Art is a Memory
“Every painting is always two paintings: The one you see, and the one you remember.” Interview with the renowned writer Siri Hustvedt on her strong personal relationship with art and on how she sees image and text as very different experiences.
In this interview American writer Siri Hustvedt (b.1955) explains how the experience of art is always a deeply personal one, which we keep with us as a memory, like meeting a person: “The work of art we carry around with us is a memory, not like the original.“ Since we’re always changing, always becoming, it is possible to return to a piece of art years later and have a completely new experience, and in this way Hustvedt has rediscovered art more than once: “Either because I failed to notice something, or because I wasn’t in a position to notice.”
Hustvedt explains how she attempts to make a kind of translation of her experience of a work of art into an essay, but how “the word is always an abstraction, in a way that looking at an image is not.” Hustvedt also talks about curiosity, sensitivity, over stimulation, Goya, and having to sometimes look away. Art is supposed to affect us and alter us, she says: “I’m never interested in what I can easily understand.”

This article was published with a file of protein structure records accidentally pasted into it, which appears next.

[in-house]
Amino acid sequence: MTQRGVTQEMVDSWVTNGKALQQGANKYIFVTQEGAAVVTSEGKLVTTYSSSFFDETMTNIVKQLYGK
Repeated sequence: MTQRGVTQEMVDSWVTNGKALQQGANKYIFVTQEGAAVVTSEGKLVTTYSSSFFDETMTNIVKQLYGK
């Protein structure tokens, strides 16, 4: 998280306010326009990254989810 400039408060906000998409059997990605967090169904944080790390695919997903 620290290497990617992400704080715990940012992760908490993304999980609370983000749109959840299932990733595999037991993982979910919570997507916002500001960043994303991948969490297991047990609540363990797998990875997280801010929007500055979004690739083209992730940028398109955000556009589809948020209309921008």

Siri Hustvedt has written poetry, novels, essays, and a work of non-fiction. Her books include What I Loved (2003), The Sorrows of an American (2008) and The Shaking Woman or A History of My Nerves (2010).
The essay "Why Goya?", that Siri Hustvedt is reading in the film, is from her collection of essays: "Living, Thinking, Looking" published in 2012.
Siri Hustvedt was interviewed by Synne Rifberg at the Louisiana Museum of Modern Art in Humlebæk, May 2013.
Camera: Klaus Elmer
Edited by: Kamilla Bruus
Produced by: Marc-Christoph Wagner
Copyright: Louisiana Channel, Louisiana Museum of Modern Art, 2013
Supported by Nordea-fonden